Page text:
John Martyn & Danny Thompson Germany 1986 Review

Released 2001.  

BBC Review

strangely intense and, simultaneously, so laid-back as to be almost horizontal...

Chris Jones 2002

The late-sixties London music community gave birth to a wealth of beautiful and diverse hybrids. The combination of a jazz scene surrounding venues such as Ronnie Scott's, and a folky, singer-songwriter enclave supported by clubs such as Bunjy's was never the most likely of fusions but, as this CD testifies, the music made by such a pairing still pulses as strongly today as it did over three decades ago. John Martyn and Danny Thompson have always jumped genres with ease - Thompson from his early days with Tubby Hayes, through The Pentangle to his more traditional acoustic work with Richard Thompson, and Martyn's friend Nick Drake - while Martyn himself has covered the bases from blues and folk through to reggae and even the occasional show tune.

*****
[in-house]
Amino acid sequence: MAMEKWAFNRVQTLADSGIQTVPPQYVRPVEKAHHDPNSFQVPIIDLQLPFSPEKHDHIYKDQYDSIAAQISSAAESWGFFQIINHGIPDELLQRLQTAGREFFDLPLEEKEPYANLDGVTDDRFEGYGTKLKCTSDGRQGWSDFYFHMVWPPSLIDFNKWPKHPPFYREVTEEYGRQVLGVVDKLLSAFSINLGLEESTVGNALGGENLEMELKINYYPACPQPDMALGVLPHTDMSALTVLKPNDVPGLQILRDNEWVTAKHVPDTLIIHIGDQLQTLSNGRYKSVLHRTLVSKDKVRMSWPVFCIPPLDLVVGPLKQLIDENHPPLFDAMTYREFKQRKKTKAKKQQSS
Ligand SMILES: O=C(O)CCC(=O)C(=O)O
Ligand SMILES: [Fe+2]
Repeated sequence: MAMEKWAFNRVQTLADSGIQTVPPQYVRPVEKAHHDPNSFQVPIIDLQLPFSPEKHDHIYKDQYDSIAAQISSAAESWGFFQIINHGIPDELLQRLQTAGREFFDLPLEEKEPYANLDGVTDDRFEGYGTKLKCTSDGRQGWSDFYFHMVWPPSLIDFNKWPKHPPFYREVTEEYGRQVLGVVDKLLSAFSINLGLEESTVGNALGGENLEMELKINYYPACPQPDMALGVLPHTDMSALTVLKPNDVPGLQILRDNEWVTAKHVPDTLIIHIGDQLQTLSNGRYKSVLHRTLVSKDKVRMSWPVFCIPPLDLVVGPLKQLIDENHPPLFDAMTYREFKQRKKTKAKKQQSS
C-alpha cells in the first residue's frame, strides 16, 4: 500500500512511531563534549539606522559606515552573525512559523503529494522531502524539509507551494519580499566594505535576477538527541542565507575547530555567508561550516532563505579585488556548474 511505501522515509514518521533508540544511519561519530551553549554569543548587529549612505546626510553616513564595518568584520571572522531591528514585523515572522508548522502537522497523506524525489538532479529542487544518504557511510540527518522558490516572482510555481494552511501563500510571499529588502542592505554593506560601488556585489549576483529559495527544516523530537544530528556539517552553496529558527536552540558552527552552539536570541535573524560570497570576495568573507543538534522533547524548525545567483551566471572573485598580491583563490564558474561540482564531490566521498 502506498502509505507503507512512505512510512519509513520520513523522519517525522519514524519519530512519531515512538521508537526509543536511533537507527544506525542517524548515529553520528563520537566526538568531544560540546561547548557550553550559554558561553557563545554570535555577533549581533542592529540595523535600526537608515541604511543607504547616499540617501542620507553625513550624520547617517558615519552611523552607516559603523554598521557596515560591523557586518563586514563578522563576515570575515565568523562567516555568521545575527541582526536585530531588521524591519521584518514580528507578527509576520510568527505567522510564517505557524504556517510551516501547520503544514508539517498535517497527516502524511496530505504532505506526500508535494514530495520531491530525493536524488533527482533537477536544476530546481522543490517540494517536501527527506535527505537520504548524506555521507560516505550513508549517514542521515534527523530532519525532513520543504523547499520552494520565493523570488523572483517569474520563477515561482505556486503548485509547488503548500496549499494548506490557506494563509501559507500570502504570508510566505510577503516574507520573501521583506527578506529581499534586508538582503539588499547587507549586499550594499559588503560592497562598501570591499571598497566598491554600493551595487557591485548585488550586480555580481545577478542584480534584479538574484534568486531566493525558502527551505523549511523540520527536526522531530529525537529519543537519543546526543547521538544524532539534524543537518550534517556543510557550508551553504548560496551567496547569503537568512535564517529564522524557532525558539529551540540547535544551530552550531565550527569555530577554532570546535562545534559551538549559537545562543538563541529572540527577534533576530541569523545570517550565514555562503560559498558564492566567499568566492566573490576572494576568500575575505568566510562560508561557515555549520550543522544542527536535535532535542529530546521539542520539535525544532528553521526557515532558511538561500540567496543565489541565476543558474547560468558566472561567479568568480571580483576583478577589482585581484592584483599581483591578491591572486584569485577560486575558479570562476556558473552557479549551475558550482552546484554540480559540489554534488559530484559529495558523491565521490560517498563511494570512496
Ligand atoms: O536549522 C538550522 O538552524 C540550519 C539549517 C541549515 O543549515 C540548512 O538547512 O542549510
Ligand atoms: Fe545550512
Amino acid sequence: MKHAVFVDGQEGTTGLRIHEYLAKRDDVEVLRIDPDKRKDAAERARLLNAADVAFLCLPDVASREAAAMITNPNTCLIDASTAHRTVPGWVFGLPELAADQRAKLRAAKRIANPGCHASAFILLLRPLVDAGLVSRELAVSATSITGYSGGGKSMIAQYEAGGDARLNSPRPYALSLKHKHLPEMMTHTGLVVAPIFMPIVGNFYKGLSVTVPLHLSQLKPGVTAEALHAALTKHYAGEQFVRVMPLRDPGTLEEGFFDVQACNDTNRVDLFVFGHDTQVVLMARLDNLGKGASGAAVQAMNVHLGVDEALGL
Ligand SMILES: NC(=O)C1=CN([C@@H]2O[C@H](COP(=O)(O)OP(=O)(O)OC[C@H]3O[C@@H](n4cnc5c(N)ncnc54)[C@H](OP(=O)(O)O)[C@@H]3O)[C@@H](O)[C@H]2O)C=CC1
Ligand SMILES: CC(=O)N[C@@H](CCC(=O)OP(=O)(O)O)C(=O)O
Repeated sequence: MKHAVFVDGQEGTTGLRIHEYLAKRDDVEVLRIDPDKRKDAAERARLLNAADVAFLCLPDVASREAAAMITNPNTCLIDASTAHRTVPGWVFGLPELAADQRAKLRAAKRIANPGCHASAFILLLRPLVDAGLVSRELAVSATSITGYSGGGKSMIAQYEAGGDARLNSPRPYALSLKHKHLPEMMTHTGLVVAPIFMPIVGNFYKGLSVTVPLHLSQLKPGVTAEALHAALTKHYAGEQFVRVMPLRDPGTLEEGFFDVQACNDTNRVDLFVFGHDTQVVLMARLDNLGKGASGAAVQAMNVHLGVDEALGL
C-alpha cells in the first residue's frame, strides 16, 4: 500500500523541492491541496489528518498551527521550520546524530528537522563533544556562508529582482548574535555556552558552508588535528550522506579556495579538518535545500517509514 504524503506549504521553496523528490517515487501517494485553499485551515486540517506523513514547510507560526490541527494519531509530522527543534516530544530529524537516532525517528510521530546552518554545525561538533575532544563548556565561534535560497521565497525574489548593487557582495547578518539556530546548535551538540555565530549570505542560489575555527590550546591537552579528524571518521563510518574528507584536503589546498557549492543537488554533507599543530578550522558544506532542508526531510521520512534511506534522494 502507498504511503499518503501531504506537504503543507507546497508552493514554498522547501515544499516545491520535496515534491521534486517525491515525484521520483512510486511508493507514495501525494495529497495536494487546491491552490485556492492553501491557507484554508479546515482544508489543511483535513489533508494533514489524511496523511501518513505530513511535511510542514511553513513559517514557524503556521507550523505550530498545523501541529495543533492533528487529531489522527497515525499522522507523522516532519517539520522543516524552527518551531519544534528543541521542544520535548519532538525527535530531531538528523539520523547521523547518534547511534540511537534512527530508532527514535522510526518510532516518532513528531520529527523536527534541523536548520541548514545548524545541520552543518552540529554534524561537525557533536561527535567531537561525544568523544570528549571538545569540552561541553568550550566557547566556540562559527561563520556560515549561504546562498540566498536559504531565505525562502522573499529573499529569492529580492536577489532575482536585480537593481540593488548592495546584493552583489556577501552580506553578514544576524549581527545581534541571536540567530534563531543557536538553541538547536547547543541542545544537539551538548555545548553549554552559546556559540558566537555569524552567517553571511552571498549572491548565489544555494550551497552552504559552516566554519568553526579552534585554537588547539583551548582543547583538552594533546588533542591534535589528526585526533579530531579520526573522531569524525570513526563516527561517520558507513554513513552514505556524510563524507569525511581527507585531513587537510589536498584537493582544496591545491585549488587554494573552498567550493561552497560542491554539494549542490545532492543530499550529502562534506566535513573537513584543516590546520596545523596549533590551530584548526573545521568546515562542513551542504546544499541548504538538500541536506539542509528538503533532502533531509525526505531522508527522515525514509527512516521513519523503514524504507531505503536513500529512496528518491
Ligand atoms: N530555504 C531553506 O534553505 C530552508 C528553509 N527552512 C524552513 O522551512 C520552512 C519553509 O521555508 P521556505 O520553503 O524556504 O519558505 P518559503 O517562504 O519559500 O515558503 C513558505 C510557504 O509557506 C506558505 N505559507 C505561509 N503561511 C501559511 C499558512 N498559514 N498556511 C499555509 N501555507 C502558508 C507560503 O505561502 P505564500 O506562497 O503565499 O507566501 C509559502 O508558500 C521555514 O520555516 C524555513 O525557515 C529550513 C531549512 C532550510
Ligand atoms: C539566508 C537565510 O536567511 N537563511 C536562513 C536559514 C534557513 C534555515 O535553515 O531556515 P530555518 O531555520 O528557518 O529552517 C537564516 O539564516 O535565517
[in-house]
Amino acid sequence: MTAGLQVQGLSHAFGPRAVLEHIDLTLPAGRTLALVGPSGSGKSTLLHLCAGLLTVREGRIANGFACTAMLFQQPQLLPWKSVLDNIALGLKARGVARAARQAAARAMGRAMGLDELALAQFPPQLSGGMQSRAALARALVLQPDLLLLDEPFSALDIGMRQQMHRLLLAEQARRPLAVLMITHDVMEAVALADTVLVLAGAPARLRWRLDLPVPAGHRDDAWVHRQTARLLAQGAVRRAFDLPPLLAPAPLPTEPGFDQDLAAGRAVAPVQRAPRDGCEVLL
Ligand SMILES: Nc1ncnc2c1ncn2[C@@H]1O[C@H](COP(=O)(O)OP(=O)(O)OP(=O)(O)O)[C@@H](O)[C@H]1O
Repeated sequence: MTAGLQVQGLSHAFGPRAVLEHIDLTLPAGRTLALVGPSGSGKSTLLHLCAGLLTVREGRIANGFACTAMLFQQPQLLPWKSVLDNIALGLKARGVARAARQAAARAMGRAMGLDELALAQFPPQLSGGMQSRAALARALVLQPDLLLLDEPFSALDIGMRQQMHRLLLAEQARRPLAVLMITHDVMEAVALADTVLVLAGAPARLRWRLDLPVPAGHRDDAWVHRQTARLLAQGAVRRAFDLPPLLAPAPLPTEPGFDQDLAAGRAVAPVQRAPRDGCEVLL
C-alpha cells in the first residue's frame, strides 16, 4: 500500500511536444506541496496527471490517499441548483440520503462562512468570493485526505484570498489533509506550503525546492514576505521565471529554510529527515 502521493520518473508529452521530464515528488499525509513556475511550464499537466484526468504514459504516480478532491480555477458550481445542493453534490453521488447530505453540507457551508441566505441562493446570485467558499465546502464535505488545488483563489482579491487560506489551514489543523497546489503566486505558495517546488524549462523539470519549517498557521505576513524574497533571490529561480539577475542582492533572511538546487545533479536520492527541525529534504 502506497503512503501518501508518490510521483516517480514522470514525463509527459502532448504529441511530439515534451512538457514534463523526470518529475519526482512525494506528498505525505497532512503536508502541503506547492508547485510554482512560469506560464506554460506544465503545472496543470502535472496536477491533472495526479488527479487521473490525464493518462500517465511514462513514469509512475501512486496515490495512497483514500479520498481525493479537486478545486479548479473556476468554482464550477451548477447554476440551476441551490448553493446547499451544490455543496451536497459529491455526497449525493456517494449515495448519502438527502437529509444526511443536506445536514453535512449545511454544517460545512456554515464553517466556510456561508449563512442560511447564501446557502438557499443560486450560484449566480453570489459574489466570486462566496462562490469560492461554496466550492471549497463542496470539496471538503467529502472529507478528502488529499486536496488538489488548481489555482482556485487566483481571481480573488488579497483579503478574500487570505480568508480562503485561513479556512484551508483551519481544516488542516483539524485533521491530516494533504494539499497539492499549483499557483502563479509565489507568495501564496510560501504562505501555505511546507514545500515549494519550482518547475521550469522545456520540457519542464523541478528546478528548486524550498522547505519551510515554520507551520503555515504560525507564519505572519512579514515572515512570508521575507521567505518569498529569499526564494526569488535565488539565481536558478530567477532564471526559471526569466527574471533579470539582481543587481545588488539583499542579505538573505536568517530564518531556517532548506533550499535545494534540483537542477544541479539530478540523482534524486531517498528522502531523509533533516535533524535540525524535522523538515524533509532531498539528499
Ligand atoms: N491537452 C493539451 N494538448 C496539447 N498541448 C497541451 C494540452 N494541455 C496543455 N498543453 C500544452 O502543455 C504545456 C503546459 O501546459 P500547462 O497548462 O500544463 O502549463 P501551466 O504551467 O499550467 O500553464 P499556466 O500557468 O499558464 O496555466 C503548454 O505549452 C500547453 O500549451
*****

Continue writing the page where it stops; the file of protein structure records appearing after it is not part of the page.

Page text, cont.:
The pair started their professional relationship in 1970 and this record of a gig from 1986 demonstrates how the odd couple could still breathe fire into these ageing classics. A crowd-pleasingly unvaried set list had become Martyn's stock in trade by the mid-eighties - heavily relying on his 1970s highlights from Solid Air, Bless The Weather and One World - but the intimate setting of his smokey, slurred voice and Thompson's almost abstract double bass truly cements the timeless quality of this work. Both men had spent the previous decade as notorious hell-raisers but their experience only heightens the plaintive, almost spiritual quality of the work.

Martyn's elegy to Drake, "Solid Air", is here in all its mournful glory as is the ambient soulfulness of "One World" and Skip James' edgy "I'd Rather Be The Devil". All numbers managing to be both strangely intense and, simultaneously, so laid-back as to be almost horizontal. The sound quality, while a little rough, compliments the night club atmosphere - a snapshot of a relaxed evening in the company of two genial gents of the road. As the man says: may they never lay their heads down without a hand to hold...

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